Small Changes That Can Make Your Home More Energy Efficient

window looking onto green countryside - small changes to make your home energy efficient

Everyone should want to make their home more energy efficient. By making your home more efficient, you can cut down on the cost of utility bills and help the environment. Sometimes, the government will even offer to help foot the bill on changes to your home that will make it better at conserving energy.

So really there is no reason not to try to make your home as green and as energy efficient as possible. While we all know the big changes that make an impact on home performance, changes such as: insulating your roof, fitting double glazed windows and installing a new boiler, you should know that there are other options which require less money and work to put in place. So what are some of these smaller changes?

Get Thicker Blinds To Insulate Rooms


Insulating windows is one of the easier changes to make. While you can upgrade your windows to double glazing, you can also make the cheaper change of simply buying thick blinds from a retailer that offers solar reflective fabric.

Thick blinds insulate your rooms during summer and winter. During winter, they’ll keep heat from escaping through your windows and stop cold from leaking into your rooms through the windows, thus allowing you to have your heating on a lower temperature and for less time to achieve the same level of warmth.

During the summer, thick blinds with solar reflective fabric will keep you cooler. As light rays from the sun come through your window, they’ll be reflected back off by the solar reflective material. With your blinds closed in the summer, your rooms will be a lot cooler and not require air conditioning or cooling fans to keep you comfortable.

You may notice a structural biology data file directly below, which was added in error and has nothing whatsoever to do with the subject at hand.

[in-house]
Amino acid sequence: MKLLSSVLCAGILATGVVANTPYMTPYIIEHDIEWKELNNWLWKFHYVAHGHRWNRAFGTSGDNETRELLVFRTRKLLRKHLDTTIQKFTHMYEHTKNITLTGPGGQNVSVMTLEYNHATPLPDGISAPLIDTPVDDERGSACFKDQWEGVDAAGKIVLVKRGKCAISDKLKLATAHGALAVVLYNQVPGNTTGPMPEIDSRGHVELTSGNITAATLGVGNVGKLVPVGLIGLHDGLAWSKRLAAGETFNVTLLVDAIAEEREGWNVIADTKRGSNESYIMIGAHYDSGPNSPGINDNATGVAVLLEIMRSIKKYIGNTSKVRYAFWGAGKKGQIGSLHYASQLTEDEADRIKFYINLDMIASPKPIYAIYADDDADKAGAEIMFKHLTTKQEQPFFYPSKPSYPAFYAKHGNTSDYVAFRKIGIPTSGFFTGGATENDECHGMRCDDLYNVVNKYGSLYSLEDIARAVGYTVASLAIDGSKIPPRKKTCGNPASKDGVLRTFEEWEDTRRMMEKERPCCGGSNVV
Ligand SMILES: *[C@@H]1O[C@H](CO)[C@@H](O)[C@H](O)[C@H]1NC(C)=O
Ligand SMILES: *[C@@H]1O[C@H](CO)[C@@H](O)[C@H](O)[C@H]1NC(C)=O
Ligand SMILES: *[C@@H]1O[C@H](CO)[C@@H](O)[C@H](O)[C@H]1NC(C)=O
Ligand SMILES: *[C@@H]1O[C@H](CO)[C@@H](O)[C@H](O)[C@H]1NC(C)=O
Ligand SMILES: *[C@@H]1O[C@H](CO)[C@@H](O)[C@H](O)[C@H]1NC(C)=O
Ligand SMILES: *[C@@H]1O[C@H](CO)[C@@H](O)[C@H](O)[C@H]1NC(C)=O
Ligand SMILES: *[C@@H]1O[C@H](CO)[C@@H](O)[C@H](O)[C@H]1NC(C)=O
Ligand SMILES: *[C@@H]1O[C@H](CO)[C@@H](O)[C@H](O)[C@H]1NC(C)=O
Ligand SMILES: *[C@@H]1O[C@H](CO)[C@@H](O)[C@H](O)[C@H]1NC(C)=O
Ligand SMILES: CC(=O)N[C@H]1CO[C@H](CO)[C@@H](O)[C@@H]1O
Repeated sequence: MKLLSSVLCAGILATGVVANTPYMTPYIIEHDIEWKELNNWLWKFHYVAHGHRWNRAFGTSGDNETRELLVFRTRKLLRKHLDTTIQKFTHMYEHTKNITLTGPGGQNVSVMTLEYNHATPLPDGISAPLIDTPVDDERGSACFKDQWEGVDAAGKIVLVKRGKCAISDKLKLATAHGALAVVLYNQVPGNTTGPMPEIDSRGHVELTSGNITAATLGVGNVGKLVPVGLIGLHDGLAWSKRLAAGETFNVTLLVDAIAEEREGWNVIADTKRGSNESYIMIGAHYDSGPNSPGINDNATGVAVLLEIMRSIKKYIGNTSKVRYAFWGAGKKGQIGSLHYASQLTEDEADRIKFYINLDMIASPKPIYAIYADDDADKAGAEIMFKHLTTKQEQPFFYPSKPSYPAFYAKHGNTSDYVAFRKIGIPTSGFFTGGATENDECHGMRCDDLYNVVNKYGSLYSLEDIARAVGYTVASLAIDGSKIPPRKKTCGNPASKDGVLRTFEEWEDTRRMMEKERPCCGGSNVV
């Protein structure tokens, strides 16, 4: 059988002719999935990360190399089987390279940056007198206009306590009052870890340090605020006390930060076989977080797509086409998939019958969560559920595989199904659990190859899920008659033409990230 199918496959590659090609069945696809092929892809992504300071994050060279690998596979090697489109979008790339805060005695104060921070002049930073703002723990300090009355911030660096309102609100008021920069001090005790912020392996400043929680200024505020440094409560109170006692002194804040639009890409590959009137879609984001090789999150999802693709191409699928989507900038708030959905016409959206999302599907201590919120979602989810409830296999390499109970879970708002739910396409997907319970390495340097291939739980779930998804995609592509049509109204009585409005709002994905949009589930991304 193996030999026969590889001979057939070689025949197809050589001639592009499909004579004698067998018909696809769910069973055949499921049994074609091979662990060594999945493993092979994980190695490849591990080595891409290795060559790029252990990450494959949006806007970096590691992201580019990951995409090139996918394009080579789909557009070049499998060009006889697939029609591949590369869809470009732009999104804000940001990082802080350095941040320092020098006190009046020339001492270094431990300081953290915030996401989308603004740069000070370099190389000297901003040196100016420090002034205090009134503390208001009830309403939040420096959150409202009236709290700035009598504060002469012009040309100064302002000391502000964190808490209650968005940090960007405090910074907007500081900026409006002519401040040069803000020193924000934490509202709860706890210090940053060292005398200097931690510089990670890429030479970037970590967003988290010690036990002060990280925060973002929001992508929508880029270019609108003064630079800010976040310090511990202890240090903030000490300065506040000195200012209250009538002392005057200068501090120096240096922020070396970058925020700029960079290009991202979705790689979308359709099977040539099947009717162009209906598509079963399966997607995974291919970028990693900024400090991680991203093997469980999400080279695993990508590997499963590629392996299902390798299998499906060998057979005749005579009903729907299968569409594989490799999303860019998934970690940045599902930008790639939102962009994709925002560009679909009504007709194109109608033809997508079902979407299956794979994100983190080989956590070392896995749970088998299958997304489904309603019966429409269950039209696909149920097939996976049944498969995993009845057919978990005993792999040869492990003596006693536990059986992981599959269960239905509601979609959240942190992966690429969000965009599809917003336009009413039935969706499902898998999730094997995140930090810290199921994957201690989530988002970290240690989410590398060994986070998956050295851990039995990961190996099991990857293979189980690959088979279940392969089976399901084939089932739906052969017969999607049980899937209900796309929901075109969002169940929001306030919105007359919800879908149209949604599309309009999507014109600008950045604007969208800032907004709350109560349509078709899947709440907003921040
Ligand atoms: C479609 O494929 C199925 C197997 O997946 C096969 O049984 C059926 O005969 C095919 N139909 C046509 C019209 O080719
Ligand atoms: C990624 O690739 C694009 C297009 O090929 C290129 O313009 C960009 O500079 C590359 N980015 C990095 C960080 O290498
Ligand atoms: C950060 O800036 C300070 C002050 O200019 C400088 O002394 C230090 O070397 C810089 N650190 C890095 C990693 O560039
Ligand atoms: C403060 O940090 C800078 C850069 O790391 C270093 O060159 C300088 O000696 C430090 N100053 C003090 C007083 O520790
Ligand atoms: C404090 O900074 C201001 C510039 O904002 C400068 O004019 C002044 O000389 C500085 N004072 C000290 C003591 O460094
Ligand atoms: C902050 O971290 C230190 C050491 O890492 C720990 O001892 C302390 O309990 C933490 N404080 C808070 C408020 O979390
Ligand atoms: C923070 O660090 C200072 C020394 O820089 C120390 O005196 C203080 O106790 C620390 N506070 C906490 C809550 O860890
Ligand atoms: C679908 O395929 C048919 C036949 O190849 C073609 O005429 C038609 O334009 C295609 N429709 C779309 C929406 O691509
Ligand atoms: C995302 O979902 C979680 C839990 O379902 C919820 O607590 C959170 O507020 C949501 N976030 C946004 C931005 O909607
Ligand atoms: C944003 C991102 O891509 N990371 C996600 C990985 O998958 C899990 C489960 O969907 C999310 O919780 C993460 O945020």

Wash Your Clothes On A Lower Heat


clothes on washline between apartment buildings - small changes to make your home energy efficient

Most people don’t pay attention to the temperature of their washing machine when they wash their clothes. If they do, they tend to think that a wash on a higher heat is a better wash. Well, the average temperature for a washing machine is usually well above 50 Celsius.

According to confused.com, simply putting the temperature for your clothes wash down to 30 degrees Celsius will use around 40% less energy or around £50 a year in bills. Washing at 30 Celsius will still give you the same results as washing at a higher temperature, and it won’t damage and fade clothes like very hot water will. Just make sure that whatever laundry detergent you use will work at lower temperatures (most can), and you’re good to go.

Swap Baths For Showers


Swapping baths for showers is another really easy change to make at home to cut down on your water usage and make your home more energy efficient. While baths have long been the standard for washing, they are a woefully inefficient way to wash. 

According to Social Change UK, filling an average bath with warm water can have a carbon footprint of 2.6kg CO2e, whereas a 5 minute shower will only have a carbon footprint of around 500g CO2e. South Staffs Water explains that baths use about 80 litres of water, while showers use around 45 litres.

So making the switch from baths to showers is a great change to make. For a family of 4, having a shower every other day rather than a bath would save 25,550 litres of water a year and reduce their yearly carbon footprint by 383.25 CO2e. According to United Utilities, 1,000 litres of water will cost around £3.19, so the 25,550 litres of water that is saved by the swap, could end up cutting the cost of your water bill by over £80 a year.

Turn Off Electronics When They Aren’t In Use 


There are many electronic devices around the house that will still burn through electricity even when they’re on standby mode. This includes computers, televisions and games consoles. If a device isn’t being used, make sure to turn it off properly rather than just simply putting it on standby or sleep mode.

Turning things off seems like a very basic change, but this is a huge way to reduce energy use and become more energy efficient. E.ON tells us that a standard desktop computer left on standby could waste around £62 a year on your electricity bills and, according to Polygon, 40% of power usage from modern games consoles comes from them being left on standby mode. Correctly shutting down your devices can save you a big chunk of your electric bill and reduce your impact on the environment.

So when you think about decreasing your carbon footprint, remember the small things – they add up to a more energy-efficient and better performing home.

Image credit: Rob Wingate; Image 1: Marco Secchi

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